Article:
A group of education organizations will meet in Lexington Thursday to prepare for their campaign to better fund public education in Kentucky.
Stu Silberman, the executive director of the Prichard Committee for Academic Excellence, says it's the first time the various groups that make up the Kentucky Education Action Team will rally around a single message
“Each group will a lot of times go in with their individual legislative agendas and they don’t always match up. So the legislators sometimes feel like, well you all don’t even know what you want.”
The Prichard Committee is one of several education groups that will participate in the fall summit, where members will discuss the funding requests being made. Silberman says representatives will take the information back to their regions and develop an action plan to reach community members and lawmakers.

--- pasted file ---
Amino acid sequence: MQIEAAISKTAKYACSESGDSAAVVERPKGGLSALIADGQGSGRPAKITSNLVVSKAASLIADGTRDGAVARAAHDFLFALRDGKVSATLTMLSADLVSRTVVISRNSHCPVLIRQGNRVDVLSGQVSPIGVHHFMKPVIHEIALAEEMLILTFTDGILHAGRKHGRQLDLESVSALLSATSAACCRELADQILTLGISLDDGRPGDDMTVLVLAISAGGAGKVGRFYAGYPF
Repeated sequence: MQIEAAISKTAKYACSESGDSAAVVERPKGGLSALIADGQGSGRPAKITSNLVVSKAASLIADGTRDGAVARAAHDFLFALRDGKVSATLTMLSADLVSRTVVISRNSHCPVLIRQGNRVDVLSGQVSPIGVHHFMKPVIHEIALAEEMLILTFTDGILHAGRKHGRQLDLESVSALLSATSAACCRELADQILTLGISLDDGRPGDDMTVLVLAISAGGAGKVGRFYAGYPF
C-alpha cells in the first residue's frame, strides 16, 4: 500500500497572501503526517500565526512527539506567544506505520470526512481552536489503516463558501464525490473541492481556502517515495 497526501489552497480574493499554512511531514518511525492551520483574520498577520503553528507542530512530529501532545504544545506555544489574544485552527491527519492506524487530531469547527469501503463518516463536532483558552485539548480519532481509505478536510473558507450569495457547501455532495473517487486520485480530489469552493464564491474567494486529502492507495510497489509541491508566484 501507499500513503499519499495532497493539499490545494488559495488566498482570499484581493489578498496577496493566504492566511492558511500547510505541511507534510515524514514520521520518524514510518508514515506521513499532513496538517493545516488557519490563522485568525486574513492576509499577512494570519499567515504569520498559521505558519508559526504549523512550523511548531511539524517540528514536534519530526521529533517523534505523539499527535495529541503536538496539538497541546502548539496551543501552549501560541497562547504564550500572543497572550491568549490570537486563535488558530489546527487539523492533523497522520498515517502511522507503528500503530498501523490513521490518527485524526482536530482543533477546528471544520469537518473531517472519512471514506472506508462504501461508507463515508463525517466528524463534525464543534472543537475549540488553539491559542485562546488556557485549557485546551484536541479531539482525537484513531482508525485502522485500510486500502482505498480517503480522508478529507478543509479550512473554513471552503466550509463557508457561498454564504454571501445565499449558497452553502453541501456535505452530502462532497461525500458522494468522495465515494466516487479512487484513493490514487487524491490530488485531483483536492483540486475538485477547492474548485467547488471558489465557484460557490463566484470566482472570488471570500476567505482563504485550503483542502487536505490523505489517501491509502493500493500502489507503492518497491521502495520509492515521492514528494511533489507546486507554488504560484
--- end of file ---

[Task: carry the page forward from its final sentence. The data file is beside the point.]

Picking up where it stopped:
The group will be asking for over $250 million dollars over the next two-year budget to restore funding levels to the 2008 school year.
Kentucky is among the states providing less per-student funding for public education than they did before the recession.
The Washington-based Center on Budget and Policy Priorities released a report Thursday highlighting education spending over the last few years. The report shows Kentucky’s funding per-student is around 10 percent lower than what it was in 2008.
Jason Bailey is the organization’s Kentucky representative, and was also on the governor’s Blue Ribbon Tax Commission. He says it’s up to state lawmakers to find new revenue and they can start by acting on some of the tax reforms recommended by the panel.
“The reality is that the budget that lawmakers will make during the legislative session will be as bad or worse than the current budget unless we come up with more revenue.”
The center reports only 20 states have boosted education funding through new tax laws since the recession.